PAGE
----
The Racial Origins of U.S. Domestic Violence Law

Thursday, 19 July 2018: 11:15
Oral Presentation
Margo MAHAN, University of Michigan, USA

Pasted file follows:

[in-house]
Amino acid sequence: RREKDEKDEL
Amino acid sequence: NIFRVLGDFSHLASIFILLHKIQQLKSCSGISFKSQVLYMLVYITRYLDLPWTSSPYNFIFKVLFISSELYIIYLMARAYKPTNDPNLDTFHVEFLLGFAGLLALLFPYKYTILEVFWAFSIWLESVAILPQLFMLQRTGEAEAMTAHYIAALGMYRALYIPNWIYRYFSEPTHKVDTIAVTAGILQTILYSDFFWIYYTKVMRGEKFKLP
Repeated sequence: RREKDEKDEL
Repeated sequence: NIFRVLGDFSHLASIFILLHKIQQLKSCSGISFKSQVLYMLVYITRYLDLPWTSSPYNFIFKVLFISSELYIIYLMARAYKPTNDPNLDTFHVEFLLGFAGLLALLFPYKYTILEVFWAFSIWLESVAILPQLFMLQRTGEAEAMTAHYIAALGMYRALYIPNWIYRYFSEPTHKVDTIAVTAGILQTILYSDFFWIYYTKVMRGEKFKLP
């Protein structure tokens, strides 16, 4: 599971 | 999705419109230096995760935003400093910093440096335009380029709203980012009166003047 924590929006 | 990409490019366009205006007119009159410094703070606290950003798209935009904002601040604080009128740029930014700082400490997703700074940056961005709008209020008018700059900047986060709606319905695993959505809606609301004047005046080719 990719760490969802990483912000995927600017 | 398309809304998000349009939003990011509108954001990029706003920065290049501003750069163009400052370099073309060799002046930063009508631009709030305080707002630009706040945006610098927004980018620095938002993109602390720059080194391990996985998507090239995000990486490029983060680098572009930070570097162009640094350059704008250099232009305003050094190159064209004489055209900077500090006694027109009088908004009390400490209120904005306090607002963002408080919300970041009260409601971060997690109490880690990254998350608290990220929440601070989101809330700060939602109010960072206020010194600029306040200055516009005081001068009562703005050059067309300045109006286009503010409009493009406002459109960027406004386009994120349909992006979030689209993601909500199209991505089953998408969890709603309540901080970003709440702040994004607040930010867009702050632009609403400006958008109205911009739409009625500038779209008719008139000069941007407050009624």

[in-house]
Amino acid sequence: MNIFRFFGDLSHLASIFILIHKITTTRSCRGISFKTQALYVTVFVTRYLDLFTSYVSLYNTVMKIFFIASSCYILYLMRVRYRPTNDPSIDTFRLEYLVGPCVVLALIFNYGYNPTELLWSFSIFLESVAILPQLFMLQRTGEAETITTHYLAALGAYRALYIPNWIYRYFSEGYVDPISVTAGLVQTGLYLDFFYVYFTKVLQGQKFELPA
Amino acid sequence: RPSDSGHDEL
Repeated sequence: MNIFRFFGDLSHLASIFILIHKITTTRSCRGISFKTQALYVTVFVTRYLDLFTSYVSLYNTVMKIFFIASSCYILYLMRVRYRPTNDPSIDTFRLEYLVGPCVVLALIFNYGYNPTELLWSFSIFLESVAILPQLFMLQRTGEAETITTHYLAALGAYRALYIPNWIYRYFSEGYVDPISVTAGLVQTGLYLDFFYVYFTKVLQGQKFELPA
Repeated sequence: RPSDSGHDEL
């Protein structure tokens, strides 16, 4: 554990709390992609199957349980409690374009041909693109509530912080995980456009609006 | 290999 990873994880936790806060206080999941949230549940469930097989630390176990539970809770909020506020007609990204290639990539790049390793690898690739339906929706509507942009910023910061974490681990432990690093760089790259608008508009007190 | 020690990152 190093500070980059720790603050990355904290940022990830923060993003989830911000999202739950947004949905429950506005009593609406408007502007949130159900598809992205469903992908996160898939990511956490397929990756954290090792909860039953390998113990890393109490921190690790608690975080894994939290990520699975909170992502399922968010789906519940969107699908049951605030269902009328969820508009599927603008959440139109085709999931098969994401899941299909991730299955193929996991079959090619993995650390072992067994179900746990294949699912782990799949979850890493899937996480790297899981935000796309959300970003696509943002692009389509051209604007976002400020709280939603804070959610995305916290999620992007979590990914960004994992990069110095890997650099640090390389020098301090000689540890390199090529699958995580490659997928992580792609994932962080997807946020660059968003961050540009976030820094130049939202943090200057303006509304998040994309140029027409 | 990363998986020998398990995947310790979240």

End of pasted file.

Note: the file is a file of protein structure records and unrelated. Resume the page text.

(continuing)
My research challenges conventional accounts about the historical origins of U.S. domestic violence legislation. Since the proliferation of early wife-beating laws (1870-1900) coincided with first wave feminism, scholarship assumes that they were the result of feminist agency and borne out of a desire to protect women. These assumptions have led to two important limitations in domestic violence scholarship. First, most scholarship focuses on the U.S. North, where first wave feminism flourished. Second, even when research considers the effects of other social factors, such as race and class, it foregrounds the effects of feminist agency. Both limitations are troubling because the first state to legally rescind a husband’s right to chastise his wife was Alabama, whose 1871 Fulgham v. State ruling was also the country’s first in which the litigants were black. In fact, anti-wife-beating laws proliferated throughout Southern U.S. states where, like Alabama, there was neither a feminist movement, nor female collective action against wife-beating. The key questions I investigate are thus: What were the social conditions in which wife-beating laws emerged in the nineteenth-century South? What do these conditions reveal about the primary functions of these laws? Based on analysis of 19th-century legal and government data, local and appellate case records, federal reports, Freedman’s Bureau documents, periodical data, and family records, I argue that, in contrast to the feminist narrative, U.S. Southern wife-beating laws were a white supremacist post-Civil War response to the legalization of black family formation. They functioned to control black labor and degrade the status of blackness. Situated at the intersection of the sociology of law, political economy, criminalization, race, and gender, my research reveals how racial projects to symbolically and materially privilege Whiteness motivated the emergence of “feminist” laws that scholarship and social policy largely conceptualize as apart from race, class, and market forces.